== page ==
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Hi I assume you are talking about a Lua function written in C using the C API, called from Lua (or from C via the API).

In this case, in your function the parameters will be on the stack in first/second/third order (if you had 3 params). Push your results on the stack and return how many results you are returning. Lua will take care of the rest.

So if you have one param and return one result, you can push your result on top of your param and return 1, you don't need to pop the param first. If you want to return two results, push them both and return 2.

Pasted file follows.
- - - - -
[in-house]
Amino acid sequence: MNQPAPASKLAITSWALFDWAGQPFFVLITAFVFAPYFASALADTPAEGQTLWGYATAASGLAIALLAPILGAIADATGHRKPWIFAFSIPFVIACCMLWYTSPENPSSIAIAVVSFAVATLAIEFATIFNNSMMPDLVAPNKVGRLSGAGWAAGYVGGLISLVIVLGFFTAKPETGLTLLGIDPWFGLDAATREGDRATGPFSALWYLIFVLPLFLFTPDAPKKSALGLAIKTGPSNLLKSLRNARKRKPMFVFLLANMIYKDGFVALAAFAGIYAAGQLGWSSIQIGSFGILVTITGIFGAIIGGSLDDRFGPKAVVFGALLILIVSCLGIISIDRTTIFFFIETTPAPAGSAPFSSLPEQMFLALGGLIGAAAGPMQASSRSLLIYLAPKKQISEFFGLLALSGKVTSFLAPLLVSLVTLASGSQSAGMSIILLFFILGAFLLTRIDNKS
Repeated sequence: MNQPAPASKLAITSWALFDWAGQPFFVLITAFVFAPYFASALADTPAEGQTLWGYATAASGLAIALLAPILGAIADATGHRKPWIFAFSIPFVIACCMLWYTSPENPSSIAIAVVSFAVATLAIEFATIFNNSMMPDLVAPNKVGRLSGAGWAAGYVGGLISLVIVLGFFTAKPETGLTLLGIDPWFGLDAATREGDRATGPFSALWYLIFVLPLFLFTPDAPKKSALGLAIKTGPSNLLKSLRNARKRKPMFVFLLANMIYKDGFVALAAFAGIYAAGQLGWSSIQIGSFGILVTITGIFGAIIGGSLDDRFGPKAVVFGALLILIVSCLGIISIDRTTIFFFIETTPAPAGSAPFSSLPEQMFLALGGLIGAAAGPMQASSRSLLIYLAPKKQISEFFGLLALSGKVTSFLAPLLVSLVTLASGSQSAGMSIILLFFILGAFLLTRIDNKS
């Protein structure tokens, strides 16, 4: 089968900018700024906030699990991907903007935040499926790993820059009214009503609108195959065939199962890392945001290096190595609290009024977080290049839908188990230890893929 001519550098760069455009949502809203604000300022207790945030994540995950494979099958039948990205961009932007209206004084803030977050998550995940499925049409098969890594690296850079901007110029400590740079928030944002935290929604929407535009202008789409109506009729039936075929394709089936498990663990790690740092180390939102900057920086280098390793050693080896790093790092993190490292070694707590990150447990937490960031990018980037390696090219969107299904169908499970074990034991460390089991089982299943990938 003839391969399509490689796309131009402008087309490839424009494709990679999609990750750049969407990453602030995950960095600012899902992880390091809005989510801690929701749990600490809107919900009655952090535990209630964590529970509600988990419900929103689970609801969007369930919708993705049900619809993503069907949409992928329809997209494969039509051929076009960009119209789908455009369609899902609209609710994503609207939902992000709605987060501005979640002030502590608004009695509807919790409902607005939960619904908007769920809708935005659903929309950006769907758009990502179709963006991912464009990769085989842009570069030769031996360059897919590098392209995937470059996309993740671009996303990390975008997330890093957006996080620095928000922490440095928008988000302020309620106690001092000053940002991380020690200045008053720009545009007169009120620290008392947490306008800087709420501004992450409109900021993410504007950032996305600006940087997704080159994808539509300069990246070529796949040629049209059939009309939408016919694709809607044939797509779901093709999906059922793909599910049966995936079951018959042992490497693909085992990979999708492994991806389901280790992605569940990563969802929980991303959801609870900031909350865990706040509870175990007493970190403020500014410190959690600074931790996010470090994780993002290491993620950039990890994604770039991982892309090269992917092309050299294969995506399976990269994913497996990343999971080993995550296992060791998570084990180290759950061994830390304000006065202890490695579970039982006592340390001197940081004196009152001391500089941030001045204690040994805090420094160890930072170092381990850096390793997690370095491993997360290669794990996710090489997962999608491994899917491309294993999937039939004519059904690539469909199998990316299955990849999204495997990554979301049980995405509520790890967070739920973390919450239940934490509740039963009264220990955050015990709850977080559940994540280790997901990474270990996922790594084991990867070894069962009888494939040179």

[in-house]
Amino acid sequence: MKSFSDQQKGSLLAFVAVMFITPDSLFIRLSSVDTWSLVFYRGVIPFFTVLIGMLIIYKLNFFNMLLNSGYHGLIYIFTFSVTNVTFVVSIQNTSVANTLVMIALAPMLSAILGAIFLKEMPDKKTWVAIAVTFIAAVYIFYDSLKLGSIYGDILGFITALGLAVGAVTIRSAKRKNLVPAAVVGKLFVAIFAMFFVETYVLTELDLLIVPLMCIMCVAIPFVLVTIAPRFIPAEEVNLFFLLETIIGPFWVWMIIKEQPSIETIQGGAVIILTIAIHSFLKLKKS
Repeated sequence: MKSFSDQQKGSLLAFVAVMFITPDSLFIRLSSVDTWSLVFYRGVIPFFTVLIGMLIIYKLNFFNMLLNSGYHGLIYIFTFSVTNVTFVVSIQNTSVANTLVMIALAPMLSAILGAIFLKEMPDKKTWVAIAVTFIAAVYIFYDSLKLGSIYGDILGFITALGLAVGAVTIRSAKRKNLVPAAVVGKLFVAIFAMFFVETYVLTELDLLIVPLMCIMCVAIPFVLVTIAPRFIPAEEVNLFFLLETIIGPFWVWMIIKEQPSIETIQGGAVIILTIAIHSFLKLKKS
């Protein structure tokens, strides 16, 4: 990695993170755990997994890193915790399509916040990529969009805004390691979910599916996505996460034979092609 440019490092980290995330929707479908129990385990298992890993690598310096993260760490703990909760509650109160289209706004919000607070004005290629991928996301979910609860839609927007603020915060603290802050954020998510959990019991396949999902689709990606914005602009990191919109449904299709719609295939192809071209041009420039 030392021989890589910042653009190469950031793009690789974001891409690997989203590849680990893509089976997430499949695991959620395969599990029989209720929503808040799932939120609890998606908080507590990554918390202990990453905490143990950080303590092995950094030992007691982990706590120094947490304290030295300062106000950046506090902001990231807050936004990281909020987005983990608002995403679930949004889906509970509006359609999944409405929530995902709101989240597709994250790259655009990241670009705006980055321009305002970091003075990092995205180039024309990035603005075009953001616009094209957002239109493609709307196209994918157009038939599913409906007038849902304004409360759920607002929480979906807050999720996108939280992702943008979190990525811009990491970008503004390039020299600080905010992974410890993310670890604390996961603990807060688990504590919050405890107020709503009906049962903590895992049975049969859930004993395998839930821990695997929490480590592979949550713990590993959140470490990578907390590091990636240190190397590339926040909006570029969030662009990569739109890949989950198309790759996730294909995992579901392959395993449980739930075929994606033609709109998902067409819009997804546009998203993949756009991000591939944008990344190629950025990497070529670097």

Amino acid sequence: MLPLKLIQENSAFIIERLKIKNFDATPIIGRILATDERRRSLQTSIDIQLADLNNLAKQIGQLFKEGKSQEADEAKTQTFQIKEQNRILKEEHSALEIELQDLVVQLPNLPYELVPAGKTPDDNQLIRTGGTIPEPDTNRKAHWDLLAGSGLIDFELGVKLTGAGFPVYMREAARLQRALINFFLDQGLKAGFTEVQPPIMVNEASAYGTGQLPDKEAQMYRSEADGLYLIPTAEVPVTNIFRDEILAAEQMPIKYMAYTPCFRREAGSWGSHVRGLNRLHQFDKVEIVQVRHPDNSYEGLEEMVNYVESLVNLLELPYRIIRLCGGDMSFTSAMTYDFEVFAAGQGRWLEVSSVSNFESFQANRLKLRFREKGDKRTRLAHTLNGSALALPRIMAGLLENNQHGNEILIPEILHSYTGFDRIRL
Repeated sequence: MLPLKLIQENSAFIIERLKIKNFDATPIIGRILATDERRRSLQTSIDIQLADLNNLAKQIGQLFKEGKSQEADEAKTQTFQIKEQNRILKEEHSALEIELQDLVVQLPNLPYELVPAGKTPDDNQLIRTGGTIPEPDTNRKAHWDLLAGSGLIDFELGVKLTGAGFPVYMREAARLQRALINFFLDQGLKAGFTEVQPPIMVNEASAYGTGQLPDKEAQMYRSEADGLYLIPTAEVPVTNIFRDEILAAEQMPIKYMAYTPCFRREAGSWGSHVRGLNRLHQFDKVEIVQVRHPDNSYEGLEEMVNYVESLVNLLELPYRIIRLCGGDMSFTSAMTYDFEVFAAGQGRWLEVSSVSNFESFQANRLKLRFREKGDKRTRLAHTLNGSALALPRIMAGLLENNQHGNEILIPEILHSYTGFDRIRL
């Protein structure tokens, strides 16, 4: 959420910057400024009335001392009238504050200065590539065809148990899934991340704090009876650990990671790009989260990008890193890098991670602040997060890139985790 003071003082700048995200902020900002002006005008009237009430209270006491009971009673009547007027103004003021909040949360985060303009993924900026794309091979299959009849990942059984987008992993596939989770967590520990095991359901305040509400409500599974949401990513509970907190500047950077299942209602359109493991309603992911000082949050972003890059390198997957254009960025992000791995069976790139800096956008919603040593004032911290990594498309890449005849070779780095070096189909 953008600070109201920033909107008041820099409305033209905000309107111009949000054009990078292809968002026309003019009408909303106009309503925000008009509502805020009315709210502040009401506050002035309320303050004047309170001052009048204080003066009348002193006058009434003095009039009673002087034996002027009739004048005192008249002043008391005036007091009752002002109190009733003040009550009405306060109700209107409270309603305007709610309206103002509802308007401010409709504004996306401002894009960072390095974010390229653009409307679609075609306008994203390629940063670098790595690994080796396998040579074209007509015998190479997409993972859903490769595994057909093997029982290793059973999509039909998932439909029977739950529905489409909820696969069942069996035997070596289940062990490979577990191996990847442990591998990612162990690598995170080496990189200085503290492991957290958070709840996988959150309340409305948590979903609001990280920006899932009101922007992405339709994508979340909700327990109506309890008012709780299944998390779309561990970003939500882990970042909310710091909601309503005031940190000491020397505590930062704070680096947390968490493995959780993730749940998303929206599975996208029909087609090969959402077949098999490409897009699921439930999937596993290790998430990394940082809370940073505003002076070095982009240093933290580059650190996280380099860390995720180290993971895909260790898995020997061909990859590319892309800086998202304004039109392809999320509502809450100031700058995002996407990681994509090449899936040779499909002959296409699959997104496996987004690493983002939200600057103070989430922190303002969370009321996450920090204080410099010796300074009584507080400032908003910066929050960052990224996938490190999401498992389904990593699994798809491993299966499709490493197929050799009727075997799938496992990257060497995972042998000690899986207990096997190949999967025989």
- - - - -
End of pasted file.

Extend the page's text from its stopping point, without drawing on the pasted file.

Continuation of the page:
The only catch is you have to ensure there is enough stack space if you are using the stack a lot.

On Mon, Nov 11, 2013 at 12:30 PM, Tim Channon <> wrote:
Can someone please clarify fundamental stack behaviour.

I am writing a significant Lua binary library.

abc = mylib(table)

On entry to the C the Lua stack contains one parameter item.

On return from C there is one new item created by the C library.

Behaviour question:- Should the C remove the original item or leave it
in place? (if left in place, what parameter count should be returned?)

All working nicely so far.
Parses trace of graphics plot supplied as PNG into table of numbers,
optionally rescaling x and y axis to requested ranges.
I have yet to decide whether to include the associated simple OCR
(currently in Lua, to be recoded) which is in daily usage reading
autoscaled plot axis. (provides the requested axis range)